As everyone knows, the UWS public school parents always exuded a grating moral superiority over the UES parents who sent their kids to private schools.

          Last week, however, the Times quoted one UWS mother whose child, under the new rules, didn't make the PS84 "gifted and talented" cut as saying she didn't see how she could continue to send her child to PS84 since he wouldn't "feel comfortable" in classrooms which were only "2% white".

          So there you have it. The NYT inadvertently revealed the secret of the Upper West Side public school crowd. Before the recent changes, all the white kids on the UWS public schools were segregated into the "gifted & talented" program and all the poor minority kids got shunted elsewhere.

          No that that's no longer the case, the UWS public school crowd are pulling every string to get their kids out of the "2% white" public schools and into the predominately white private schools.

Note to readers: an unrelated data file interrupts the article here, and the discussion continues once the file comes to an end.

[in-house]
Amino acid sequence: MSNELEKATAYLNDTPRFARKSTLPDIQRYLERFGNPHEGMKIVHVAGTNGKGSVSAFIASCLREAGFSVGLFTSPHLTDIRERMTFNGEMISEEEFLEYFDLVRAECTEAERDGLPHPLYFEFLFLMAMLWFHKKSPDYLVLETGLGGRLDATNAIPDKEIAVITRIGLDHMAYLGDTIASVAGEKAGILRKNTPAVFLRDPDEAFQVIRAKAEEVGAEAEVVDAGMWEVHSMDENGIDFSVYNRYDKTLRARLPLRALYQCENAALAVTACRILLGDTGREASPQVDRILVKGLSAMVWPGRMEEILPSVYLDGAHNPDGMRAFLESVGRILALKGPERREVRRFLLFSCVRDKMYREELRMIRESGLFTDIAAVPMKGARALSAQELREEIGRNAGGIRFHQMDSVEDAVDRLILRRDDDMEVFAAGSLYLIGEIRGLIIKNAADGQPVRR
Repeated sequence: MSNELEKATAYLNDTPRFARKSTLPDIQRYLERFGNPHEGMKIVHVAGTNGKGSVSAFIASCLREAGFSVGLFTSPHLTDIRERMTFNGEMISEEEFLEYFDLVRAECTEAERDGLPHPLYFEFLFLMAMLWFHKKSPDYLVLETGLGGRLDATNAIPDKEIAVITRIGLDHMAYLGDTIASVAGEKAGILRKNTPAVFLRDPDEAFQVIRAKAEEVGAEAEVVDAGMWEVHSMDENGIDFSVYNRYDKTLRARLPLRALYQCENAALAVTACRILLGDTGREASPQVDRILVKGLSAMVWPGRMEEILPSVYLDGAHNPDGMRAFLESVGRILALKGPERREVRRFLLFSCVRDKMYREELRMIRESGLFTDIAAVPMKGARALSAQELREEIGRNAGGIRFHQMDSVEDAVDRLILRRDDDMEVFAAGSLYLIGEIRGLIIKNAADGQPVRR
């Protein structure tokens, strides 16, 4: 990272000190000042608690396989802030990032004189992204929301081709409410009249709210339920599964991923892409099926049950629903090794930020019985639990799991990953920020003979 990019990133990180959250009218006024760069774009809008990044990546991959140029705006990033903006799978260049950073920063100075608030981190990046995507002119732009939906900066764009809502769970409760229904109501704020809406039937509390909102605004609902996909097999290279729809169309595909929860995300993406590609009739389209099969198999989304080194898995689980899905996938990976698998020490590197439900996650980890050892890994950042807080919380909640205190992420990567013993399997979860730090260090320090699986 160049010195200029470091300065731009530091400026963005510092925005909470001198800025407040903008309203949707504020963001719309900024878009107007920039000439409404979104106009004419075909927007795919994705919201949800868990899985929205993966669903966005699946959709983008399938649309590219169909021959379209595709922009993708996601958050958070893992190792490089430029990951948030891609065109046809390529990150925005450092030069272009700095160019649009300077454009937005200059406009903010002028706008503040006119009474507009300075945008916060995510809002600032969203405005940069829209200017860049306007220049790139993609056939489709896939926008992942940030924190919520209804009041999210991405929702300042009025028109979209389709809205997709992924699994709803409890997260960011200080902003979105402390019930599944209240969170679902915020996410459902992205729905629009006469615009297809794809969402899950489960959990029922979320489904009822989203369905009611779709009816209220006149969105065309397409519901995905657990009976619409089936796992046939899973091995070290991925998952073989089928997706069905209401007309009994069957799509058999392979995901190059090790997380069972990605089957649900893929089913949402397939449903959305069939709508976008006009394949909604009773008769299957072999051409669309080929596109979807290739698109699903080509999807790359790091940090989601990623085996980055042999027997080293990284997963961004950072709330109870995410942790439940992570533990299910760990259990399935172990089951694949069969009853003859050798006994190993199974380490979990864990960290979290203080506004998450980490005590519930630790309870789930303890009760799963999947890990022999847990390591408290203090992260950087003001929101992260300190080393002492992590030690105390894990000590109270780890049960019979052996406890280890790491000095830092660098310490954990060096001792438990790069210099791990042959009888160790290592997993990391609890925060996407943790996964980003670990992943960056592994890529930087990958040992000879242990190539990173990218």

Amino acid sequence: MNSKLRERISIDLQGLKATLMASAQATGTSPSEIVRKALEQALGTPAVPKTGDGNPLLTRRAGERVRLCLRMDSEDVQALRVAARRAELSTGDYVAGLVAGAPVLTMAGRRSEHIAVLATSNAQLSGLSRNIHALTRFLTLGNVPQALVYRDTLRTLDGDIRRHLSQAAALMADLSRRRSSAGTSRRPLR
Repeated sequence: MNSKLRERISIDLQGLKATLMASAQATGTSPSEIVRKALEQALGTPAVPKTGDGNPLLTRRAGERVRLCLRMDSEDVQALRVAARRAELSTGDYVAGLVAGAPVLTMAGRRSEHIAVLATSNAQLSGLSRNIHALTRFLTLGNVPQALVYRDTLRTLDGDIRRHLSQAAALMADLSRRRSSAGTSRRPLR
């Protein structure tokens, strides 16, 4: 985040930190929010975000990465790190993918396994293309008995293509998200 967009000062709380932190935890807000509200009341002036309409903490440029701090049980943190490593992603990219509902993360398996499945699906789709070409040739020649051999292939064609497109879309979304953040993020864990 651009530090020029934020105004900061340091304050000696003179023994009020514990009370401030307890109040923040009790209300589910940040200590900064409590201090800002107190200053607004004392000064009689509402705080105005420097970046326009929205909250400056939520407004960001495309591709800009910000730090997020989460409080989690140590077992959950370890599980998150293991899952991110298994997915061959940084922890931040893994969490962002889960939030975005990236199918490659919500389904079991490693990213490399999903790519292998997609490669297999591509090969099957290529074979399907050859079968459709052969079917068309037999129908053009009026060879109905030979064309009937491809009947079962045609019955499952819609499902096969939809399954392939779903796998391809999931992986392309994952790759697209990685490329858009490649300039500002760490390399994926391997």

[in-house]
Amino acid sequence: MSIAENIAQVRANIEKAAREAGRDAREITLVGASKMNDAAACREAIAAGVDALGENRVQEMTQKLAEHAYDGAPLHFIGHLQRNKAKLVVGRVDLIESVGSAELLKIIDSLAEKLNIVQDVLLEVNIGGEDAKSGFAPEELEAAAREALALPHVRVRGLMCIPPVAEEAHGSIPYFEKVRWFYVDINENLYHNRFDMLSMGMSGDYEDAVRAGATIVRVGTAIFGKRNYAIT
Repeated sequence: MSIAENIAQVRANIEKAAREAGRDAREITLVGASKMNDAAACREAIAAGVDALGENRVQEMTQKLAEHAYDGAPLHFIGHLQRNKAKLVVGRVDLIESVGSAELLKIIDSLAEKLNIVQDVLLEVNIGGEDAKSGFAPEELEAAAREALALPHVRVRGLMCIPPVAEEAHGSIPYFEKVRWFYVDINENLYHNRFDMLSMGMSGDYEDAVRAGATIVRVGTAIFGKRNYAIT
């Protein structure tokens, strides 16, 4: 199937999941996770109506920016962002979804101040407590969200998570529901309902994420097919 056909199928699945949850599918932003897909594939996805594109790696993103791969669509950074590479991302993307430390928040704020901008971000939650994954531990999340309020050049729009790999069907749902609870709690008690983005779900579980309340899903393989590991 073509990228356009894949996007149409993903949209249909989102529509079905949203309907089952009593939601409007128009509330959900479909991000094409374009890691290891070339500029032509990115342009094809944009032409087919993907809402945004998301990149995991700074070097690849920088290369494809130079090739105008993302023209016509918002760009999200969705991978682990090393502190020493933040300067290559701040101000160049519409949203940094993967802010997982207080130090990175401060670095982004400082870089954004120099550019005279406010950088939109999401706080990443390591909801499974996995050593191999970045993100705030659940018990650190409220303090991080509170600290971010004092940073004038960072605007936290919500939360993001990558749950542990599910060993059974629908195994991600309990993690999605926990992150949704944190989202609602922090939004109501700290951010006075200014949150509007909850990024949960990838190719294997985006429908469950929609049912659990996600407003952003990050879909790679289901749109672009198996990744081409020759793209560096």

Hypocrisy, as always, runs rampant.

    •  My kid (5+ / 0-)
      Recommended by:
      ablington, Newsie8200, nyceve, srkp23, juliesie

      goes to private school in Manhattan.  Generalizing everyone who does so as "these people" and "miserable" is remarkably narrow-minded and the kind of thinking that progressives would lambaste conservatives for doing.  I am proud of my kid and her intelligence and want to give her every chance to succeed in life (short of cheating).  What parent wouldn't do that ?

      I am also a liberal who gives generously to Democratic candidates.  

      Keep some perspective people.  

  •  I know someone... (4+ / 0-)